Preventing Surprise Misses
Rushing the trigger pull exact moment the sights are “perfect” creates surprise misses - but it is easily avoidable
“But I knew that was gonna be a hit!”
Rushing the Shot
It is very common for surprise missed shots to be caused by the shooter watching the gun wobble around in the target area and then as soon as the sights get into the central aiming point to yank the trigger instantly and as quickly and as hard as possible.
That rushing of the trigger pull generally yanks the gun down and often to the left. It’s where the “low and left” misses often come from.
Rushing the shot creates misses – not hits.
Embrace the Wobble Zone
We’re not robots – when we hold a handgun out, there will always be some amount of sway in the gun. We can’t avoid it completely, the best we can do is minimize it. That means we need to work with the wobble zone and not fight against it.
Try something – hold a handgun out on target and watch the sights in relation to the target. Doesn’t matter if it is a red dot or iron sights, the handgun will have some amount of sway. It can be easier to see on smaller/farther targets. The stronger your arm muscles, the less sway there will be – but the sway will be there.
Pull the Trigger when the Wobble Zone is Acceptable
In practical accuracy, we don’t need the pistol to hit perfect bullseyes. We simply want fast and accurate enough hits on target. I would much rather get six fast hits on the central-ish area of a torso than one really slow perfect bullseye hit.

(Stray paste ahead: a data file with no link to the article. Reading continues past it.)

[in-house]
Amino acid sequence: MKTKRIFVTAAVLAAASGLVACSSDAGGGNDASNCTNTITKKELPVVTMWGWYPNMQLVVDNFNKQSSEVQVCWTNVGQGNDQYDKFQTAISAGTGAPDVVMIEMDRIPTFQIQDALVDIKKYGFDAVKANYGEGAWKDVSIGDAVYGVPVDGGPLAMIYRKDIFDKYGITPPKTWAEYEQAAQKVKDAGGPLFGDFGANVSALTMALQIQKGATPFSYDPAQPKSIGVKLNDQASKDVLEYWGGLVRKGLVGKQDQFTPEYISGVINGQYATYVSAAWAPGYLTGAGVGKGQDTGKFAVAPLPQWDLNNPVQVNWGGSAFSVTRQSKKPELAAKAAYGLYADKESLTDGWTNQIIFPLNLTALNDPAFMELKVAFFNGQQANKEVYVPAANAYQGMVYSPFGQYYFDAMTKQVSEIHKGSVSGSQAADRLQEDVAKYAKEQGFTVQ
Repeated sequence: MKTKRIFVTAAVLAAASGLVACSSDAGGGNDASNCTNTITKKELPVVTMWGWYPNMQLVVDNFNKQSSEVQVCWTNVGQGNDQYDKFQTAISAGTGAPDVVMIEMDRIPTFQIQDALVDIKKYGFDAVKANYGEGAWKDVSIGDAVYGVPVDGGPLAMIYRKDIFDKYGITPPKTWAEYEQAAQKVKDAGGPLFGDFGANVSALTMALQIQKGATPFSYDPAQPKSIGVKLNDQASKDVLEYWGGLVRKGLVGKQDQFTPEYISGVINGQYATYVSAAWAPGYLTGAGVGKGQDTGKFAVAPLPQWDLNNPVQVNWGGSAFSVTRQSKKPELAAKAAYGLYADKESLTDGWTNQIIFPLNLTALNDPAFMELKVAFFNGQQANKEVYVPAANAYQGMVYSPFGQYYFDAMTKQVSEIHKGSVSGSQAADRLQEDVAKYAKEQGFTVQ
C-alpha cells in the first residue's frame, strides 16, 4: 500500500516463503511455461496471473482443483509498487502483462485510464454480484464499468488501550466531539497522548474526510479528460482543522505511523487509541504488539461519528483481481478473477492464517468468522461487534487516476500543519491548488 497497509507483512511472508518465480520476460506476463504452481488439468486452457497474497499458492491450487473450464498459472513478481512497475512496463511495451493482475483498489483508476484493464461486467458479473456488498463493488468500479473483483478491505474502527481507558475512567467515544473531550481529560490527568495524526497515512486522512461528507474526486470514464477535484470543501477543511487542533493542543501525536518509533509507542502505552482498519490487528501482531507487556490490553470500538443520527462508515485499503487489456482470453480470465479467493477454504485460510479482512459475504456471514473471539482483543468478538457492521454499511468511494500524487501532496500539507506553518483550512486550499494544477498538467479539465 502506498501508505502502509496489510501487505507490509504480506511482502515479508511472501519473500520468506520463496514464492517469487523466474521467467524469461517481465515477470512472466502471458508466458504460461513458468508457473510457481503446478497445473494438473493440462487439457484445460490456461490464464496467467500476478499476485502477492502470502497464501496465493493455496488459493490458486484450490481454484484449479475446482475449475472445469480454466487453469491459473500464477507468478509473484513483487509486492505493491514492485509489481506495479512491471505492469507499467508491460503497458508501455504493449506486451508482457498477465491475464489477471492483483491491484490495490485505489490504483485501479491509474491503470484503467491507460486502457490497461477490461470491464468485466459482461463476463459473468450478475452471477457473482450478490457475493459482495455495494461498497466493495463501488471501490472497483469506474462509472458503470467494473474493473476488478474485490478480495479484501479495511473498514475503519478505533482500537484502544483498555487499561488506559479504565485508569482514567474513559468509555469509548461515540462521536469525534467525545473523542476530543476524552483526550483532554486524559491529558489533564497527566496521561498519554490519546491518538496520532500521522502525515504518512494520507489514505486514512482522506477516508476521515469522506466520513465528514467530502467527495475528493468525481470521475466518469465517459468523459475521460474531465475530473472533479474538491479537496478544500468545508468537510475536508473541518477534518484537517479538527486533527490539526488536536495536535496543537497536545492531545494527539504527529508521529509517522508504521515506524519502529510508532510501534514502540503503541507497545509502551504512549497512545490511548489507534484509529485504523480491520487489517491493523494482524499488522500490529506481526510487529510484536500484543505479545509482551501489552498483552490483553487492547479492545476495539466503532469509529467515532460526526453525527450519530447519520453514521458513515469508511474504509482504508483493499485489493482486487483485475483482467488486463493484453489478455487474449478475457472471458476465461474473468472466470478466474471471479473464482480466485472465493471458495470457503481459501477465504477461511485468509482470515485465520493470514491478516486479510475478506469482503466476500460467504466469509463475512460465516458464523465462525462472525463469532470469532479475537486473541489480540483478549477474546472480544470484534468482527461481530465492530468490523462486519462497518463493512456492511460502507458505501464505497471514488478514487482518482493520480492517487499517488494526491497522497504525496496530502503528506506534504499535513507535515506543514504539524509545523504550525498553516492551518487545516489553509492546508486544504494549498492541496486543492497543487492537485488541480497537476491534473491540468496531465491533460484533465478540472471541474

This means while the gun is wobbling anywhere in the acceptable area of accuracy, that’s good enough! Just pull the trigger smoothly back inside that area and the hit will be there. It’s the rushed janky trigger pulls that cause the misses – smooth trigger pulls get the hits. And smooth can be fast!
How to get a Smooth Trigger Pull
When working to achieve a fast and smooth trigger pull, start off slow. And when I mean slow, try actually rreeeaaallllyyyyyy slow. Pull the trigger smoothly back as slowly as possible. Take several seconds for a shot.
Do this a bunch of times. It’ll help teach the body how to smoothly pull the trigger.
From there, slowly speed up the trigger pull. Pull the trigger smoothly straight back. Pay super close attention to the sights and make sure they don’t jerk around. The sights need to stay lined up during the trigger pull.
The idea is to eventually be able to pull the trigger smoothly back in a hurry without disturbing the sights. This takes practice, but isn’t difficult.
Putting it All Together
It’s quite easy to put these steps together to have a smooth, fast, and accurate shot on target.
- Hold the gun out and don’t worry about the gun’s sway
- Get the gun swaying evenly in the center of the target
- Smoothly pull the trigger straight back when the gun is swaying in the area of acceptable accuracy
That’s really all there is to it.
Smooth trigger pulls while the sights are on target.
Shooting a handgun doesn’t have to be complicated.
Written by Brian Purkiss - always a student, sometimes a teacher.
I don't consider myself a competition shooter - I think of myself as a performance pistol shooter. I am all about performing at as high of a level as possible. Towards that end, I am obsessive about learning how to perform. I spend a lot of my life learning from the best across the entire firearms world and even into other areas of performance and other sports. I am a USPSA Carry Optics Grandmaster, currently working towards my second GM title in the Open division.
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